As the syndrome advances toward total SVC obstruction, the classic symptoms and signs become more obvious.
 Dyspnea is the most common symptom, observed in 63% of patients with SVCS.
Facial swelling, head fullness, cough, arm swelling, chest pain, dysphagia, orthopnea, distorted vision, hoarseness, stridor, headache, nasal stuffiness, nausea, pleural effusions, and light-headedness can be seen.
Findings
The characteristic physical findings of SVCS include venous distention of the neck and chest wall, facial edema, upper extremity edema, mental changes, plethora, cyanosis, papilledema, stupor, and even coma. Bending forward or lying down may aggravate the symptoms and signs.


Superior Venecaval Syndrome

By Dr Deepu



The SVC is the major drainage vessel for venous blood from the head, neck, upper extremities, and upper thorax. It is a thin-walled, low-pressure, vascular structure. This wall is easily compressed as it traverses the right side of the mediastinum.
 It is located in the middle mediastinum and is surrounded by relatively rigid structures such as the sternum, trachea, right bronchus, aorta, pulmonary artery, and the perihilar and paratracheal lymph nodes. It extends from the junction of the right and left innominate veins to the right atrium, a distance of 6-8 cm.
Obstruction of the SVC may be caused by neoplastic invasion of the venous wall associated with intravascular thrombosis or, more simply, by extrinsic pressure of a tumor mass against the relatively thin-walled SVC. Complete SVC obstruction is the result of intravascular thrombosis in combination with extrinsic pressure. Incomplete SVC obstruction is more often secondary to extrinsic pressure without thrombosis. Other causes include compression by intravascular arterial devices.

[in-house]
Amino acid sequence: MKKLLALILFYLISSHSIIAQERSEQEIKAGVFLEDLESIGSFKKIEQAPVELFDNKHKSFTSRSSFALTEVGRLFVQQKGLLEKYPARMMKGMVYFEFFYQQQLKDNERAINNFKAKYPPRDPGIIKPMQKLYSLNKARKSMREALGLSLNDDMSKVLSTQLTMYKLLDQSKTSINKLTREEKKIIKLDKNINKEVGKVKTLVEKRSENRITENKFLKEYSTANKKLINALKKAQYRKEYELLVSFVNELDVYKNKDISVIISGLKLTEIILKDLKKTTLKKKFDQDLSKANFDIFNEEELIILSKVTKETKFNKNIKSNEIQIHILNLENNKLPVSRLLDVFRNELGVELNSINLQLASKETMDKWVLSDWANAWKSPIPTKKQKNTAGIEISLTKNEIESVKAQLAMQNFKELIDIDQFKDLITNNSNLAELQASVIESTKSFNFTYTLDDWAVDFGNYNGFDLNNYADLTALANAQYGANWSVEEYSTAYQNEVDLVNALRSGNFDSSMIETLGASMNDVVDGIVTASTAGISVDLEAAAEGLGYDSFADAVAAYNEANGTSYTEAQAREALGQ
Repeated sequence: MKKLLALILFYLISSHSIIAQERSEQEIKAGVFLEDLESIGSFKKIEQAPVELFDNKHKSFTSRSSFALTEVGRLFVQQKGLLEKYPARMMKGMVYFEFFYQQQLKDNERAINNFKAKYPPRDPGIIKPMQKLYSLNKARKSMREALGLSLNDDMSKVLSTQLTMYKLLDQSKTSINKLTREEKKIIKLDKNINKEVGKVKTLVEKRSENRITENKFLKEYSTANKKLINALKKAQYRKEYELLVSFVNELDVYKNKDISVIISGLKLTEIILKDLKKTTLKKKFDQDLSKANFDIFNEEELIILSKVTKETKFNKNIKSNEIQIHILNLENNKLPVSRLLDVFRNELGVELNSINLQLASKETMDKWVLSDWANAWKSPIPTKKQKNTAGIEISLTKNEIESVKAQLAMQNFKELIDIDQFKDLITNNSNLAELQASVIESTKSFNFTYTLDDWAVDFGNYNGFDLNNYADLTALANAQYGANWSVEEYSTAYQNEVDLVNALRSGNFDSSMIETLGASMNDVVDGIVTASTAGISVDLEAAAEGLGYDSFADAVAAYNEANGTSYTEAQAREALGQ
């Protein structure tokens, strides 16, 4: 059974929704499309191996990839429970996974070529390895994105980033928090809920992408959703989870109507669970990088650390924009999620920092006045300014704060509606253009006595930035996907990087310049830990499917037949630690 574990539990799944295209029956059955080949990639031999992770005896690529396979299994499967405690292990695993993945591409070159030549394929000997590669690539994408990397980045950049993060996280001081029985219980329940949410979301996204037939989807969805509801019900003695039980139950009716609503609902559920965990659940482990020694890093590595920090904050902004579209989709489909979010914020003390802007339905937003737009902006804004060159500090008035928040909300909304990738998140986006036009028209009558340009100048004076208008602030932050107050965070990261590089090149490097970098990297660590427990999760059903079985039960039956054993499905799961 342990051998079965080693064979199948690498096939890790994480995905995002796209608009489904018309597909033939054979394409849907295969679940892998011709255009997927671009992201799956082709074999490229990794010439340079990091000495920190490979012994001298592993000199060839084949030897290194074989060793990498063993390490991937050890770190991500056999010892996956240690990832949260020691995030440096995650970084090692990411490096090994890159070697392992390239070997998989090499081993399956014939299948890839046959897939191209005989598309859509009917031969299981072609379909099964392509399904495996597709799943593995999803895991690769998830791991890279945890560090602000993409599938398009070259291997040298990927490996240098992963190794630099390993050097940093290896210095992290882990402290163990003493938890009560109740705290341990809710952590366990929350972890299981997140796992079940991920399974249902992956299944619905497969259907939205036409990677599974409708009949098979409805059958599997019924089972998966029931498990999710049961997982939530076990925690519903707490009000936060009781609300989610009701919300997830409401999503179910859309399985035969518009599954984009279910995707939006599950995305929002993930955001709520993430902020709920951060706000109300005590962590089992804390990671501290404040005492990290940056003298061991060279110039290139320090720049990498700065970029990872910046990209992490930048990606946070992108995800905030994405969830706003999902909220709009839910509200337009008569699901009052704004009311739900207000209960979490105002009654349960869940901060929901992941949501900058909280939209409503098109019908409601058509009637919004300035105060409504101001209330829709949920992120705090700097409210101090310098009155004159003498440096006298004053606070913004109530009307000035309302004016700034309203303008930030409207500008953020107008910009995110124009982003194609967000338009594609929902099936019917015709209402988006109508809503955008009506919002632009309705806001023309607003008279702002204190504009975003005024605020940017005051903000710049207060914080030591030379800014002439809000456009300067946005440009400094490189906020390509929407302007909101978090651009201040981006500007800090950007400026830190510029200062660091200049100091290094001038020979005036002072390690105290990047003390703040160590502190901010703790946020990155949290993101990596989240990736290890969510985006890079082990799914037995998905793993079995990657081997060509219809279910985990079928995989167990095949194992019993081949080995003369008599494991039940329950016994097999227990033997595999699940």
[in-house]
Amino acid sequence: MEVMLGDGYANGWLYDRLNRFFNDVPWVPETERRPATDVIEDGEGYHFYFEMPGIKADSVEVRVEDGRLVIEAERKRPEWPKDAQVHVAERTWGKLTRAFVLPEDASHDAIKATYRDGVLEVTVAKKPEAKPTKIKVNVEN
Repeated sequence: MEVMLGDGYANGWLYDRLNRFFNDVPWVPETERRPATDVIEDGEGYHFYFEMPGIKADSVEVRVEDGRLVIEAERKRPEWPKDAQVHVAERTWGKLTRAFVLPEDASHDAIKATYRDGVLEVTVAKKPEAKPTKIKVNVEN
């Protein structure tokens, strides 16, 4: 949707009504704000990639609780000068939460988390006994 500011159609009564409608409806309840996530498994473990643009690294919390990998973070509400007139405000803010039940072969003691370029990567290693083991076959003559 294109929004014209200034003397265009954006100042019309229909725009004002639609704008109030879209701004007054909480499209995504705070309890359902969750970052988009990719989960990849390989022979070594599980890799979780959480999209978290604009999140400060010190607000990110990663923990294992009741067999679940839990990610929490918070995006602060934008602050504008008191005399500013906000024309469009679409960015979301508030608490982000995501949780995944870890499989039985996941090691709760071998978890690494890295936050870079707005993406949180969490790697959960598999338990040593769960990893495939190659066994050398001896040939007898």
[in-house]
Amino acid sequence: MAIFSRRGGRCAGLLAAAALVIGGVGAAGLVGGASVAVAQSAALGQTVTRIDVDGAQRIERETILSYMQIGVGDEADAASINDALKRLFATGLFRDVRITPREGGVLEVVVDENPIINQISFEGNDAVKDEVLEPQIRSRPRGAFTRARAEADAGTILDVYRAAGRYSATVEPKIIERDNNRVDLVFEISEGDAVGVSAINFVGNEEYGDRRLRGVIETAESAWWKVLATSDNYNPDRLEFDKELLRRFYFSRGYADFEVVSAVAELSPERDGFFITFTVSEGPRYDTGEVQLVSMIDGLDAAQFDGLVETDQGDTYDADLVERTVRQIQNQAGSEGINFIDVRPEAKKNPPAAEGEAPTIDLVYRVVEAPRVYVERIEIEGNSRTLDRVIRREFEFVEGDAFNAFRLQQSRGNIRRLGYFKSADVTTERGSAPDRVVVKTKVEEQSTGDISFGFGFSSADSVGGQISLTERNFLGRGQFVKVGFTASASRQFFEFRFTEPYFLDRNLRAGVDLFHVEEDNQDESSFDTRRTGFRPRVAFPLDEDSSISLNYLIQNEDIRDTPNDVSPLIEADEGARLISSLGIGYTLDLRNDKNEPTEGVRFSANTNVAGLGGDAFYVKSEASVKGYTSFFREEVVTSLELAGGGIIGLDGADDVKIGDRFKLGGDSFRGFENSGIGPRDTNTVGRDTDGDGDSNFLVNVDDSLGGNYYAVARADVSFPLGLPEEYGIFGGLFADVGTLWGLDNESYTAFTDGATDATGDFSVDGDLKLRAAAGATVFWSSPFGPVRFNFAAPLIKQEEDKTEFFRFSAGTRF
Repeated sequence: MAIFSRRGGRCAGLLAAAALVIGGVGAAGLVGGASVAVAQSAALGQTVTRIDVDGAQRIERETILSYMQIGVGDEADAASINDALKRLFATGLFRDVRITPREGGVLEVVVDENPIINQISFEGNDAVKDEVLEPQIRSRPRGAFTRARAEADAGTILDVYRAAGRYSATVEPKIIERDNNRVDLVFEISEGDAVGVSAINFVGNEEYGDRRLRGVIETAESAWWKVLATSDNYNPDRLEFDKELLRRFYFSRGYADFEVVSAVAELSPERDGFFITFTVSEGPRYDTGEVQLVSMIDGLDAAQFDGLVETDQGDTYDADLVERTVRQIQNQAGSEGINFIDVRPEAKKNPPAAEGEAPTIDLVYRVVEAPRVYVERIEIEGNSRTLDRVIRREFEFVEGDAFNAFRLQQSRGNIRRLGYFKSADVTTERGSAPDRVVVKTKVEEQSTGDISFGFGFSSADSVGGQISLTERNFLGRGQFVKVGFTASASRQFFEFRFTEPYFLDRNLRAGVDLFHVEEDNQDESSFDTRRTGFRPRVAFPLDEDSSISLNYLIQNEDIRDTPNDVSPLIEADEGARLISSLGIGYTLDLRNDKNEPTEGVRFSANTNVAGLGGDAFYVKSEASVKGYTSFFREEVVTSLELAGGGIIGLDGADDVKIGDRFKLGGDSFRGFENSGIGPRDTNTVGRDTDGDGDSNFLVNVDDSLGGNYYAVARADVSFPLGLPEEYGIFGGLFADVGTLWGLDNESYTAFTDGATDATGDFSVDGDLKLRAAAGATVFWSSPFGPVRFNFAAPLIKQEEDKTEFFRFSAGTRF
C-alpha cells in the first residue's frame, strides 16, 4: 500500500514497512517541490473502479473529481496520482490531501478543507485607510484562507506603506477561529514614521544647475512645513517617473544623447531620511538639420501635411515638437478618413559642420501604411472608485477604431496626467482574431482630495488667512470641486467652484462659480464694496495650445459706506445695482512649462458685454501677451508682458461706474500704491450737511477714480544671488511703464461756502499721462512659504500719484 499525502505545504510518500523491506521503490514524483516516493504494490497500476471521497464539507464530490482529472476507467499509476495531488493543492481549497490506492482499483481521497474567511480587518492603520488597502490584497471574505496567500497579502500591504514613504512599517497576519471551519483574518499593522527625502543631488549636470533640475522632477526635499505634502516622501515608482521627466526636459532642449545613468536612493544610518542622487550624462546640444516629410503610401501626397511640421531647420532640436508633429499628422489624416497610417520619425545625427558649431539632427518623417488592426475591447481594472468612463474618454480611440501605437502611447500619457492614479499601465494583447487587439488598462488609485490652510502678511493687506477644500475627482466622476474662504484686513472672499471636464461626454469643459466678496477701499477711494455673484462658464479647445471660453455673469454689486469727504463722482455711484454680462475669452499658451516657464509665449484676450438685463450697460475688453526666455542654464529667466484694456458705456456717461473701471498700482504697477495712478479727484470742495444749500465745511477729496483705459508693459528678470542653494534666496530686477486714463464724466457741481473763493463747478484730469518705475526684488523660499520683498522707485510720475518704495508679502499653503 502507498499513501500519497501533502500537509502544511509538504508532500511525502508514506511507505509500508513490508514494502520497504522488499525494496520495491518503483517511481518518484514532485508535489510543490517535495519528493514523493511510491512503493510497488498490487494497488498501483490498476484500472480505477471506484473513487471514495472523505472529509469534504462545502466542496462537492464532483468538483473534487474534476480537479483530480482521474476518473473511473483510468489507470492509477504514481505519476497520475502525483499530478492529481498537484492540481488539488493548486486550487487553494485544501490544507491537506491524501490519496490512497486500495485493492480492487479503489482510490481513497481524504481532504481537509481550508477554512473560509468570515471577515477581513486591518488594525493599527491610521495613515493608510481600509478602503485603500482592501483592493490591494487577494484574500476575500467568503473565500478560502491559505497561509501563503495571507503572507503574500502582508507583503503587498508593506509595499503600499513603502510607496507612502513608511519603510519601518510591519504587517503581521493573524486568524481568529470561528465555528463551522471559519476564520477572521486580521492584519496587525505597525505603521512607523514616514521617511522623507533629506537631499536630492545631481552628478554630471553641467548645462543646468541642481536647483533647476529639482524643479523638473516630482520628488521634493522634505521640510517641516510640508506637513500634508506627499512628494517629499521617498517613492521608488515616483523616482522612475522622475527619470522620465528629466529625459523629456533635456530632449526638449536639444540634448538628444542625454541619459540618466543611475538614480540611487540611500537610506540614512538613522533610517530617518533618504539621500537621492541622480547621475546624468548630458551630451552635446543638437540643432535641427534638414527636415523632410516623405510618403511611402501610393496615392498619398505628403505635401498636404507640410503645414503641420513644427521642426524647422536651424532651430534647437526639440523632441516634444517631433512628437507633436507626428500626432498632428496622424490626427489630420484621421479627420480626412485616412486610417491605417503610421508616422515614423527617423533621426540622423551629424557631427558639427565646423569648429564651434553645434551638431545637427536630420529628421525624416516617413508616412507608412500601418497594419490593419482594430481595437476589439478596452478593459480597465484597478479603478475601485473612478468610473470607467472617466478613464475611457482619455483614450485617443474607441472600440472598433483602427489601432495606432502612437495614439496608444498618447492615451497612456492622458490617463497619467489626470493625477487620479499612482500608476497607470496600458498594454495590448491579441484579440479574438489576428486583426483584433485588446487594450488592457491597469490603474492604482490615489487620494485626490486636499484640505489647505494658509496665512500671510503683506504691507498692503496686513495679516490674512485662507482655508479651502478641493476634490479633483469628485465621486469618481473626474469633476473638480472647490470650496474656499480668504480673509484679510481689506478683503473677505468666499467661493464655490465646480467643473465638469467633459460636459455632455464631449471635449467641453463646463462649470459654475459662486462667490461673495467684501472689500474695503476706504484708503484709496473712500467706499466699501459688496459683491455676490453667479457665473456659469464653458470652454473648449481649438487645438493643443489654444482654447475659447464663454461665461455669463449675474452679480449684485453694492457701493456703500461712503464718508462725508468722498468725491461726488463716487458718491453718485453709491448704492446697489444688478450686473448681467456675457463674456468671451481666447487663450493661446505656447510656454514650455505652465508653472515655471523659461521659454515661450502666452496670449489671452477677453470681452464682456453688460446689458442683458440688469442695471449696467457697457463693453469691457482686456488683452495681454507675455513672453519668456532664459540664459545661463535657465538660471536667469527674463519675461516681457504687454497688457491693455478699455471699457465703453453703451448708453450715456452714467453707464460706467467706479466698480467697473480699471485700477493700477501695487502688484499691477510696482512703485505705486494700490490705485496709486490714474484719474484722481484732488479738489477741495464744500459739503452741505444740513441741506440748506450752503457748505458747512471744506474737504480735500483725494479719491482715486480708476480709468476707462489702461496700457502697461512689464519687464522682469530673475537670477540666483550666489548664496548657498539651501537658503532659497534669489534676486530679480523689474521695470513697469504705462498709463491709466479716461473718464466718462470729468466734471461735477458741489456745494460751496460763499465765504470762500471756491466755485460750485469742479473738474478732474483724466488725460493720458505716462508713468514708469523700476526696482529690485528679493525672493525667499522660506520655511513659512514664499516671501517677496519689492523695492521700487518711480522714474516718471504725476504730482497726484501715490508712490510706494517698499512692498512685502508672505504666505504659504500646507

The incidence is on the rise, in line with the increased use of endovascular devices.
An obstructed SVC initiates collateral venous return to the heart from the upper half of the body through four principal pathways. The first and most important pathway is the azygous venous system, which includes the azygos vein, the hemiazygos vein, and the connecting intercostal veins. The second pathway is the internal mammary venous system plus tributaries and secondary communications to the superior and inferior epigastric veins. The long thoracic venous system, with its connections to the femoral veins and vertebral veins, provides the third and fourth collateral routes, respectively.


Despite these collateral pathways, venous pressure is almost always elevated in the upper compartment if obstruction of the SVC is present. Venous pressure as high as 200-500 cm H2 O has been recorded in patients with severe SVCS.

Superior Venecaval Syndrome

By Dr Deepu
Images
Definition
History
Pathophysiology
Presentation and Findings
Causes
Diagnostic Workup
Management

Definition
Superior vena cava syndrome (SVCS) is obstruction of blood flow through the superior vena cava (SVC). It is a medical emergency and most often manifests in patients with a malignant disease process within the thorax. A patient with SVCS requires immediate diagnostic evaluation and therapy.
History
William Hunter first described the syndrome in 1757 in a patient with syphilitic aortic aneurysm.
  In 1954, Schechter reviewed 274 well-documented cases of SVCS reported in the literature; 40% of them were due to syphilitic aneurysms or tuberculous mediastinitis.
Since the early reports, these infections have gradually decreased as the primary cause of SVC obstruction. Lung cancer, particularly adenocarcinoma, is now the underlying process in approximately 70% of patients with SVCS. However, as many as 40% of cases are attributable to nonmalignant causes.